Who is using fortran-lang projects (fpm, stdlib, minpack, fftpack, vscode-support)?

I have been quite happy using fpm on some large projects. That’s not to say there aren’t large projects for which fpm would not serve them well, and I’m not familiar with the examples you give, but I haven’t encountered a scenario where fpm didn’t make my life much easier.


it would be useful to add an example (a single example), on the Fortran Package Manager — Fortran Package Manager, that includes all cases described in the example_package directory of the fpm repository.

I tend to agree with @everythingfunctional about fpm. I was recently able to build METIS and ParMETIS in C with zero effort. Might not be big projects in terms of lines of code but the ydefinitely have a massive impact when it comes to partitioning software.


Nice. I would be interested to see the fpm toml…

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The fpm did all of the heavy lifting, the configuration files are pretty normal see METIS fpm.toml and ParMETIS fpm.toml

Both of them are still very work in progress (especially the ParMETIS repo) and I still need to fix a couple bugs in fpm that would make creating such projects a lot easier. This just goes to show that fpm has a lot of untapped potential; resolving compilation order, decentralised dependencies via Git, tree shaking and parallel builds are game changers!

I think that in a lot of cases we would be able to port major scientific codes to fpm with minimal effort.


I believe that for many “large” scientific projects having file-dependent compilation flags (and maybe other similar fine tuning functionality) is crucial, mainly when dealing with the inevitable amount of legacy stuff (that may well not reach the API, but still has to be compiled). As an example see my comment on a related post:

More generally both CMake and cargo (which is the main inspiration for fpm, as I understand) provide easy directory-based differentiation of the build options. The former via the pervasive nested CMakeLists.txt + add_subdirectory pattern, the latter I don’t know well, but I see it’s extensively used in DFTWorks. But for what I got skimming through several disseminated discussions (github issues mostly I think) this is not planned for fpm, so that could be a nontrivial barrier for very large and especially heterogeneous projects…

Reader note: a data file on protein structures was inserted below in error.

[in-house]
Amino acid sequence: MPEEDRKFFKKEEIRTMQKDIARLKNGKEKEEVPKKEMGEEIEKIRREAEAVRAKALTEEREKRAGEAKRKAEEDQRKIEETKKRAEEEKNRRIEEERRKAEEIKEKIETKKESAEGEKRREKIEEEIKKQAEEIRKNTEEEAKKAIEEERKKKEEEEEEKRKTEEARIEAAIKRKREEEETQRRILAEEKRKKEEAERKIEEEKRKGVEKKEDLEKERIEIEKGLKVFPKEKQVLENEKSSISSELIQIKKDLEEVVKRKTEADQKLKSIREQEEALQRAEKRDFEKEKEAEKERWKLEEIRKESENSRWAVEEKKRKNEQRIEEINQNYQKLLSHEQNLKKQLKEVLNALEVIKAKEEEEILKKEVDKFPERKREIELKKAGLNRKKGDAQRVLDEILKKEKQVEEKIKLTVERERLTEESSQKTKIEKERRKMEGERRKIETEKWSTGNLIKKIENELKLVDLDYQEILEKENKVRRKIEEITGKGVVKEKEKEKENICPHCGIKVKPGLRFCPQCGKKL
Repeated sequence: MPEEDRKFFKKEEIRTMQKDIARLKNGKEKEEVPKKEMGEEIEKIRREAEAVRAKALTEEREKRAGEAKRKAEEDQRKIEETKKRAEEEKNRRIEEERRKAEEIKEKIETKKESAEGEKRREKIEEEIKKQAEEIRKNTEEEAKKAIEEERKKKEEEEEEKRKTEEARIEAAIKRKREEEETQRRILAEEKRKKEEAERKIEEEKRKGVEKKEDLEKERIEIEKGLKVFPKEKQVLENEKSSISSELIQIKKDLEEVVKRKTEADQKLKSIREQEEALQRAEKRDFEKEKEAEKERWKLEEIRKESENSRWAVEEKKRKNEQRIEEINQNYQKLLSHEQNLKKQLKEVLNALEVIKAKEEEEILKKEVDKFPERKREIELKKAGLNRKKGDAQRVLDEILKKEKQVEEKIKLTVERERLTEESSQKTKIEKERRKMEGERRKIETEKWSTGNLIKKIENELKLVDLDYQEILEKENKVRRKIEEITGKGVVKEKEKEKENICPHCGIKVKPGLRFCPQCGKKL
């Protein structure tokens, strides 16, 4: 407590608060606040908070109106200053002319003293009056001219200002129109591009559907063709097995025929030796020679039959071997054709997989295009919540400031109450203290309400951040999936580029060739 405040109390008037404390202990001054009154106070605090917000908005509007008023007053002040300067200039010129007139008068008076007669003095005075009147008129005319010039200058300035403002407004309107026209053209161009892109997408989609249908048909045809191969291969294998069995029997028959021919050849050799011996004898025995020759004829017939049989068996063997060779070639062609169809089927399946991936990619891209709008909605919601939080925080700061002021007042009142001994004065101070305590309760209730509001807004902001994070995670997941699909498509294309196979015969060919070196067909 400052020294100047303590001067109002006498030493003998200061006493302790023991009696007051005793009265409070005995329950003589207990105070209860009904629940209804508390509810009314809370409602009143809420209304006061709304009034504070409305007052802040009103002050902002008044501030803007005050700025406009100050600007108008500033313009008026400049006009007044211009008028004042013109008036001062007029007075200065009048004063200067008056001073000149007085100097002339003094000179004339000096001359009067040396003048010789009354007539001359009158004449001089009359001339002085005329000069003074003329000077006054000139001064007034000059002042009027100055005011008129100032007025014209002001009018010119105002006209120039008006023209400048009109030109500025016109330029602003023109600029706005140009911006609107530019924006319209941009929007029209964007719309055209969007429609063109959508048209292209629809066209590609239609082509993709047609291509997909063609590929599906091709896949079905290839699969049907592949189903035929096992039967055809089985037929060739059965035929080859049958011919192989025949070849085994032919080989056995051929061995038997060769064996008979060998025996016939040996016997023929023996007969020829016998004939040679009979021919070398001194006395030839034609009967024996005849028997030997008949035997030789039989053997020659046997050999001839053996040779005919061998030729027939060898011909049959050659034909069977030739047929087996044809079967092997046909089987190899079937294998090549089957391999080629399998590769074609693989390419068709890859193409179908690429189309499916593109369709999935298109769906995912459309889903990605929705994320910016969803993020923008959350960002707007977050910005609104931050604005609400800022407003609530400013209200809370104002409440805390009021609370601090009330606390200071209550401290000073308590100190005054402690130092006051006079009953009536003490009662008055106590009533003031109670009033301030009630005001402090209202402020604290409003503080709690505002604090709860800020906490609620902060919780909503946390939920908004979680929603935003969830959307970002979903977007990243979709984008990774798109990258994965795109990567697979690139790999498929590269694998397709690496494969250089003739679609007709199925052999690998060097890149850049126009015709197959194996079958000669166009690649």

True, local preprocessor definitions within a package is not currently how things are done in fpm, but given that preprocessor support for fpm was added this summer I wouldn’t make any sweeping statements. Maybe this can be a GSoC project for next year, @lkedward what do you think?

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Oh sorry, didn’t really mean to communicate that. I thought it was a precise design choice to have just a single, centralized, manifest file. I’m happy if it’s still to be decided :slight_smile:

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Having more control over compilation flags, including per-file flags, is definitely planned for fpm. We had a GSoC student do a significant amount of good work towards this (see this presentation: https://tcevents.chem.uzh.ch/event/14/contributions/66/attachments/63/142/Hanling_compiler_flags_in_fpm.pdf). Unfortunately the full work hasn’t been merged since some implementation details remain unresolved. It is a really difficult problem to solve, that has no equivalent in other package managers, since we must support multiple compilers across multiple OSes while also respecting different flags for different dependencies and possible interactions between them. I’m very keen to get this finished since I think it’s the last major feature missing from fpm, unfortunately it will require paid time to do IMO.


Some internal programs (the biggest is 79 000, lines of Fortran, 16 000, lines of C) are now built with fpm; and nearly all of my github repositories, in different levels of progress from complete packages
to WIPs and experiments build with fpm -

Miscellaneous Modules

Command-line Arguments






Everything, almost


Amazing @urbanjost, thank you for putting this list together. I stumbled across many of these projects when I was trying to calculate the number of fpm projects. Your list is noticeably easier to navigate than the GitHub API JSON files I got.

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That was generated by using curl to call the API:
curl ‘https://api.github.com/users/urbanjost/repos?per_page=1000
and then making a throw-away fpm program that processed the JSON and wrote md.
Just extracting and formatting “Description” and "url_html"l and then some hand-editing rearranging some of the links and a little editing for some of the labels (they were grouped by hand). Maybe I should have kept that and dressed it up a bit.